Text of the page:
"The Department of Justice's decision to allow implementation of the laws in Colorado and Washington is a clear signal that states are free to determine their own policies with respect to marijuana," Riffle said.

Aaron Smith, the executive director of the National Cannabis Industry Association, said the group was encouraged by the guidelines.

"At the heart of the guidance is a willingness to respect the voters who have decided a regulated marijuana market is preferable to a criminal market in their states. Cannabis-related businesses in these states are creating thousands of jobs and generating tens of millions of dollars in tax revenue. These are clear public benefits," Smith said.

Ethan Nadelmann, executive director of the Drug Policy Alliance, said the announcement "demonstrates the sort of political vision and foresight from the White House we’ve been seeking for a long time.”

“I must admit, I was expecting a yellow light from the White House. But this light looks a lot more green-ish than I had hoped. The White House is basically saying to Washington and Colorado, 'Proceed with caution,'" Nadelmann said.

Tom Angell of Marijuana Majority cautioned that it "remains to be seen how individual U.S. attorneys will interpret the new guidance and whether they will continue their efforts to close down marijuana businesses that are operating in accordance with state law."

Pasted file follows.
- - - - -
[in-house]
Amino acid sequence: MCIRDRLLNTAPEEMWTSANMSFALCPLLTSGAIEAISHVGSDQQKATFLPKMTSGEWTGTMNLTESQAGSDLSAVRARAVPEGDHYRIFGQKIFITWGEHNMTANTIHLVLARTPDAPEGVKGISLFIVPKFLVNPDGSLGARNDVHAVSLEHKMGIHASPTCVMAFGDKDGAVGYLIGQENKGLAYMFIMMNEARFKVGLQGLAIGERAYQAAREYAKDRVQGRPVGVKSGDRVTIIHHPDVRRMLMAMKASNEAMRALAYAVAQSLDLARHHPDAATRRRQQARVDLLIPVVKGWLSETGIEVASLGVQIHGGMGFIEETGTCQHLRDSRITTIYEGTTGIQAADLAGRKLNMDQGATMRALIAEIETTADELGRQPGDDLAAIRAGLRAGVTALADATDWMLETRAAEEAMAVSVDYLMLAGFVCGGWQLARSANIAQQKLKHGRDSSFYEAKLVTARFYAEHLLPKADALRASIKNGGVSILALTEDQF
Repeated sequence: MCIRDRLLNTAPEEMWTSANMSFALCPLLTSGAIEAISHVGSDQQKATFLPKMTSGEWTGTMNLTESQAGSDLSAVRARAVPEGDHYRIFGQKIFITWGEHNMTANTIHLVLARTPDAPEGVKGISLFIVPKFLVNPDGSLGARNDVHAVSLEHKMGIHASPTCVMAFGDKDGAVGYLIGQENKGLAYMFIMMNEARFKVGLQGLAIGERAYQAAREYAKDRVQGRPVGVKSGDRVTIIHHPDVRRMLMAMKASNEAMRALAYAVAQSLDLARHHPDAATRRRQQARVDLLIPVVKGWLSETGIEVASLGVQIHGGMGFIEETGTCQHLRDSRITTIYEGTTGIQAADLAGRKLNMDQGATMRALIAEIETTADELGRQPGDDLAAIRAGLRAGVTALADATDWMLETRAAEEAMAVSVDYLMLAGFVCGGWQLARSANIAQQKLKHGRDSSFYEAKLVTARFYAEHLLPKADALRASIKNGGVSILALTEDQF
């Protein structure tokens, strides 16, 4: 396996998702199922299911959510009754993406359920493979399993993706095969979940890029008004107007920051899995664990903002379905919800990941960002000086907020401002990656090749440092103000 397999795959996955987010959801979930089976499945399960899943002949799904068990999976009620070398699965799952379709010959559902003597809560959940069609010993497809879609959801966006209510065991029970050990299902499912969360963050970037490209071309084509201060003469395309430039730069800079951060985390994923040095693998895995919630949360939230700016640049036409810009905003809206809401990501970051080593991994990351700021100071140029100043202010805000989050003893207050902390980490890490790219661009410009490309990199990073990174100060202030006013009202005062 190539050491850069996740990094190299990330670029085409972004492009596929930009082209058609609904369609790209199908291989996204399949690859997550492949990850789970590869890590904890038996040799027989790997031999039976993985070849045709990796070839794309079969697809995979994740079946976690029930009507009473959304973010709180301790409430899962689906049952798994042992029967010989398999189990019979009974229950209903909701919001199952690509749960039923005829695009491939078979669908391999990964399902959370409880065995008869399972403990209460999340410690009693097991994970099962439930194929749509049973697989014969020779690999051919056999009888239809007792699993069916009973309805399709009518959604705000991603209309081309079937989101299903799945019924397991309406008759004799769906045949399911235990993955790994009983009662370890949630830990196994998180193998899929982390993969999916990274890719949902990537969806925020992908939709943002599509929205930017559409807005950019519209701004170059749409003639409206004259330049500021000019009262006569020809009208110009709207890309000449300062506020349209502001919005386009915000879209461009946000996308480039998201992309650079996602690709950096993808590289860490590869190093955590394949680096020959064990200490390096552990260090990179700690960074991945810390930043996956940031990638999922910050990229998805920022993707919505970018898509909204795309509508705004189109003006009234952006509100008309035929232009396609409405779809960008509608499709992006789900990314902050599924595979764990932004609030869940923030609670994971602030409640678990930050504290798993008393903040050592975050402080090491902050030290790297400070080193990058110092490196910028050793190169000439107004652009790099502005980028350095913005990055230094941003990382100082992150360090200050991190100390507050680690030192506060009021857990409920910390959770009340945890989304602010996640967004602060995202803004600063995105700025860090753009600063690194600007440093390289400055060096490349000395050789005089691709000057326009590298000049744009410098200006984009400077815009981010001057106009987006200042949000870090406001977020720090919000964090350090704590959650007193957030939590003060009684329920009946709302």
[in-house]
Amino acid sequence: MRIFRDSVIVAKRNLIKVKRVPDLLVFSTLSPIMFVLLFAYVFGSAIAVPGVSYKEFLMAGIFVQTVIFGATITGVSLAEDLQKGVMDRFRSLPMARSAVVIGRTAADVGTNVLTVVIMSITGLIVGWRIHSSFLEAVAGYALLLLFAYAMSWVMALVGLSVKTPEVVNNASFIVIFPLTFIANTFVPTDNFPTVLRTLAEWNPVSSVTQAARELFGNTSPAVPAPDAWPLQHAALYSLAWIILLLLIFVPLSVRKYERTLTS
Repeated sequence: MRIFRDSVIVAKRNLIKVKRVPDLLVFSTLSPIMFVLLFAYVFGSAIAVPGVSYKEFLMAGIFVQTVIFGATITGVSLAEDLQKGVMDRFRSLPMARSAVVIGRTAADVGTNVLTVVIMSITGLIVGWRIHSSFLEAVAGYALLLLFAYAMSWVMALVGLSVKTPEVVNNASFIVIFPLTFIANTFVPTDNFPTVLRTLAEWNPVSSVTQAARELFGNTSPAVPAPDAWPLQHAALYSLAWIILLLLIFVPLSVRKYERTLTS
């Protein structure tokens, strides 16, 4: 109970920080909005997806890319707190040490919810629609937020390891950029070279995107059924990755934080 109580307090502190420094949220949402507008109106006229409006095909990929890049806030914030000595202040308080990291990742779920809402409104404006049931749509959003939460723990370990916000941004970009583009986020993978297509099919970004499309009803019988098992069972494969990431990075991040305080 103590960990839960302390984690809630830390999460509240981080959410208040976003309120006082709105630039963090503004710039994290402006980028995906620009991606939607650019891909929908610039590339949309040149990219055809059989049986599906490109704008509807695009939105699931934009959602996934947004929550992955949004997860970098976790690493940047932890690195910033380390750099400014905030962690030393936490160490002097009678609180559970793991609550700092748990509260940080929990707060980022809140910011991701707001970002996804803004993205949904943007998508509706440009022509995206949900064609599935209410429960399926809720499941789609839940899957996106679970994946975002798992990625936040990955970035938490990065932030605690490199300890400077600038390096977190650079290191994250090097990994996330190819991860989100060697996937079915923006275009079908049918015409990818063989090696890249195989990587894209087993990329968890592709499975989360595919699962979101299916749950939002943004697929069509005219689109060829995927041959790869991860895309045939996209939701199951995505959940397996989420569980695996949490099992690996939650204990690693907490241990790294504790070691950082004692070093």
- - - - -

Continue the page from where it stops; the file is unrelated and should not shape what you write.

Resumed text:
"It's significant that U.S. attorneys will no longer be able to use the size or profitability of a legal marijuana business to determine whether or not it should be a target for prosecution, but the guidelines seem to leave some leeway for the feds to continue making it hard for state-legal marijuana providers to do business," Angell told The Huffington Post.

U.S. Attorney for the Western District of Washington Jenny Durkan said in a statement that the DOJ guidance was "premised on the expectation that the state will implement strong and effective regulatory and enforcement systems."

"This also is what Washington voters were promised, and we expect no less today. I look forward to meeting with state leaders to hear how the promises of enhanced public safety will be met," Durkan said.

U.S. Attorney John Walsh of Colorado said his office was going to focus on "cases involving marijuana trafficking directly or indirectly to children and young people; trafficking that involves violence or other federal criminal activity; trafficking conducted or financed by street gangs and drug cartels; cultivation of marijuana on Colorado’s extensive state and federal public lands; and trafficking across state and international lines."

"In addition, because the Department of Justice’s guidance emphasizes the central importance of strong and effective state marijuana regulatory systems, the U.S. Attorney’s Office will continue to focus on whether Colorado’s system, when it is implemented, has the resources and tools necessary to protect those key federal public safety interests," Walsh said.